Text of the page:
Evaluation of imaging and intraoperative techniques for the identification of sentinel lymph nodes in dogs with oral tumors

The University of Florida College of Veterinary Medicine is currently recruiting dogs diagnosed with oral tumors for a clinical research trial. The purpose of the study is to evaluate protocols for identification of sentinel lymph nodes using CT imaging and intraoperative techniques.

Enrollment Status: Closed

  • Inclusion Criteria: Any dog diagnosed with oral tumors (melanoma or Mast cell tumor) and is currently undergoing or scheduled to receive standard of care treatment (CT scan, surgery, etc.) with lymph node removal.
  • Treatment: Patient will receive two CT scans (simultaneously), the first with injection of standard intravenous contrast agent and the second with injection of a similar agent into the tumor. Patients who are candidates for surgical tumor removal will also receive an injection of methylene blue dye and ICG dye into the tumor the day of surgery to track the lymph nodes.
  • Cost: There is no financial compensation for participation in this study. Owners will be responsible for all associated costs, including the standard costs for preoperative staging (CT scans), surgery for removal of the tumor and lymph nodes, and histopathology (biopsy).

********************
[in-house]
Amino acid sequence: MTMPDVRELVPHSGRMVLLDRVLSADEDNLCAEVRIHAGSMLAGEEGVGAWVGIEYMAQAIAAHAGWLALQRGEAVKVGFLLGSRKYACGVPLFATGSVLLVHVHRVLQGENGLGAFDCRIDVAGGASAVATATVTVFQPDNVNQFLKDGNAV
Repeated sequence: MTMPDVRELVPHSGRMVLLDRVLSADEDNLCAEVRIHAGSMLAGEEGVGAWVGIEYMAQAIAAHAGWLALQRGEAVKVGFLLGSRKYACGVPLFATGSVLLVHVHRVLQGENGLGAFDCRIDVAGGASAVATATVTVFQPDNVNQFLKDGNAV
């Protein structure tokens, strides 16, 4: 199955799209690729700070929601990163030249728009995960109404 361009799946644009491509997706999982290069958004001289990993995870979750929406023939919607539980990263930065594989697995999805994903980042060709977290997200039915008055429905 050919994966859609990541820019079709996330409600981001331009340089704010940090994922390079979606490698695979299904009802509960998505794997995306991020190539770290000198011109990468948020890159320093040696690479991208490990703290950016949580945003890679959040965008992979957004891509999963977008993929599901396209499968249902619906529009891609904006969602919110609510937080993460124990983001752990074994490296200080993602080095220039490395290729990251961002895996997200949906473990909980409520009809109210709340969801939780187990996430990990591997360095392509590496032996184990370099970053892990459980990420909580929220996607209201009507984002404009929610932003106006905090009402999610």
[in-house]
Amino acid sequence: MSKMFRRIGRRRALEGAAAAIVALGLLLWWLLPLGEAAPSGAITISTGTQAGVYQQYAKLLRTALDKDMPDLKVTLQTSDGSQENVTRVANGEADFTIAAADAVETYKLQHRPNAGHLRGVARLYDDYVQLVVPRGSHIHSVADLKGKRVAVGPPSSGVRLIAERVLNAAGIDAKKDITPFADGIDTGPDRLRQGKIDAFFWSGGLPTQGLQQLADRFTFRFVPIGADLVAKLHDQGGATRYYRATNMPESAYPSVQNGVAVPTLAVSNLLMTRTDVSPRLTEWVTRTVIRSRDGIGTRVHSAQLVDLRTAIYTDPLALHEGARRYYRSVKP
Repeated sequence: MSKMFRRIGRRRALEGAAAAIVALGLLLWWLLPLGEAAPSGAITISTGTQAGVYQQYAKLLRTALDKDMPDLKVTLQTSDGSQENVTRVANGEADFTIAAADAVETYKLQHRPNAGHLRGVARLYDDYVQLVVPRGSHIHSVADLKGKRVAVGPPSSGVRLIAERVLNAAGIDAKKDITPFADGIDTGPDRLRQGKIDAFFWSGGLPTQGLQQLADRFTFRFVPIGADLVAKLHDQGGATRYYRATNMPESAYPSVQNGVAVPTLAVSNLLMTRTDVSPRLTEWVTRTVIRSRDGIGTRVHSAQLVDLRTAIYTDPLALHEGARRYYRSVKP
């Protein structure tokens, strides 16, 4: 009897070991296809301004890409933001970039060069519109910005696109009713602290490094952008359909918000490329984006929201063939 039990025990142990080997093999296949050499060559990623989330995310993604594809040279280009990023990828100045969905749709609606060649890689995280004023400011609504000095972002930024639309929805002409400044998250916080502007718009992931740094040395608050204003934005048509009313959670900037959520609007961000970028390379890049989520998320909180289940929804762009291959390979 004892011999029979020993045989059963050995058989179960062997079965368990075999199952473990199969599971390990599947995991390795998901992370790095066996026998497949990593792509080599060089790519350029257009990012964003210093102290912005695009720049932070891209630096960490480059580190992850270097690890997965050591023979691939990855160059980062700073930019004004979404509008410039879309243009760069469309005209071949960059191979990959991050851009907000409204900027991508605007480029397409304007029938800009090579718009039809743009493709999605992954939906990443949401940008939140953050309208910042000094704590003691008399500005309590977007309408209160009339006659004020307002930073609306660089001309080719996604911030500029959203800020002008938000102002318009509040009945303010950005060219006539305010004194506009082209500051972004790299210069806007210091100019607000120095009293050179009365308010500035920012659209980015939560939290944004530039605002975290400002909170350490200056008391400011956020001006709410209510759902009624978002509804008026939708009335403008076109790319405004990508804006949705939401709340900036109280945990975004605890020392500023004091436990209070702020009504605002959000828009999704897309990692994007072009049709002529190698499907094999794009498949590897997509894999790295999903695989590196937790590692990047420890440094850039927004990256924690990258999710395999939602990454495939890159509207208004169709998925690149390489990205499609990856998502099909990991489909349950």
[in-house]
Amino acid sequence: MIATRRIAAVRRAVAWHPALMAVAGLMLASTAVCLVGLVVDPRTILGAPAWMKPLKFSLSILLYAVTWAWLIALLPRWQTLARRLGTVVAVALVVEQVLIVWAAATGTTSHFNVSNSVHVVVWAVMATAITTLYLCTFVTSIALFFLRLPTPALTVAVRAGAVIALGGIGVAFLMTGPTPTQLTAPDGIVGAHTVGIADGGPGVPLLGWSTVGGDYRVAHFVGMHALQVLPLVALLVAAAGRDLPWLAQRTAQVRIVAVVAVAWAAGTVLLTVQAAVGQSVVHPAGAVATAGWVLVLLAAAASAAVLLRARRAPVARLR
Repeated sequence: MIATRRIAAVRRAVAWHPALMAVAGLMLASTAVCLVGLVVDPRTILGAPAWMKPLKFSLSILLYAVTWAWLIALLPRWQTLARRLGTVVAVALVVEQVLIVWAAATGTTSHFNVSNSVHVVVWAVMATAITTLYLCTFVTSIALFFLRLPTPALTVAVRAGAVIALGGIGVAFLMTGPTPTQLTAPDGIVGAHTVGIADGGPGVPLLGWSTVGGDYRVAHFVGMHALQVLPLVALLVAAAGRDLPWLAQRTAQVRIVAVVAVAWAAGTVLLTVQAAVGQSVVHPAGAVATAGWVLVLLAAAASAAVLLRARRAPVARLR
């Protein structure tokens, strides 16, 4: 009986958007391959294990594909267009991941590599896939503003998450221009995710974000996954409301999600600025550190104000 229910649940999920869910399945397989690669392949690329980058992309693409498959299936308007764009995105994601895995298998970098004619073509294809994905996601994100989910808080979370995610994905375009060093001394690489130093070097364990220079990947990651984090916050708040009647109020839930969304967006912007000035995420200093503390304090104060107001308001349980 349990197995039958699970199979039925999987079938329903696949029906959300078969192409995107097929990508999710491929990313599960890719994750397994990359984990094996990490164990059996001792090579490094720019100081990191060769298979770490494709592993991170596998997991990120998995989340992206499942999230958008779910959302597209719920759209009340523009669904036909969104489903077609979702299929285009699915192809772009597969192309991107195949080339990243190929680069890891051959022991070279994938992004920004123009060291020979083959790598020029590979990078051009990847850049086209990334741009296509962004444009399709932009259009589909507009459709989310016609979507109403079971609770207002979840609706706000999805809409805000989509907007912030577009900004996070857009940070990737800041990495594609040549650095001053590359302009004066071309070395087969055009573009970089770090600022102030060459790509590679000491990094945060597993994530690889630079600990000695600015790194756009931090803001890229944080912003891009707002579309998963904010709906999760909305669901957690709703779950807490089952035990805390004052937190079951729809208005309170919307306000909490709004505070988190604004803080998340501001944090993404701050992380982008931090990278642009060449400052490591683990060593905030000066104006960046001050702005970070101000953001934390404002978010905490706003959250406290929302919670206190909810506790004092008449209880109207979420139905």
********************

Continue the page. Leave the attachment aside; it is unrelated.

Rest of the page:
• Contact: Contact the Oncology Staff at the Small Animal Hospital at (352)392-2235, email Dr. Judith Bertran at judith@ufl.edu, or complete the Study Interest Form to see if your dog qualifies.
  • PI: Judith Bertran

Background: In the field of veterinary oncology, identification of the spread of cancer (metastasis) is critical for determining the extent of disease, prognosis, and for developing treatment plans. For many cancer types, metastasis occurs via the lymphatic system and the status of the draining lymph nodes is an important part of the surgical evaluation. The sentinel lymph node is the primary lymph node draining the tumor. While we expect that it is the first lymph node that would normally drain the area of the tumor, this is not always true. Failure to identify and assess the sentinel lymph node can lead to failure to remove all of the tumor cells, worse prognosis and poor patient outcome. Currently in veterinary patients, good protocols to identify sentinel lymph nodes have not been established. The development of these protocols could help us to decrease the number of lymph nodes we remove during surgical treatment of a tumor and make sure we are accurately evaluating the most important lymph node for making follow-up treatment recommendations


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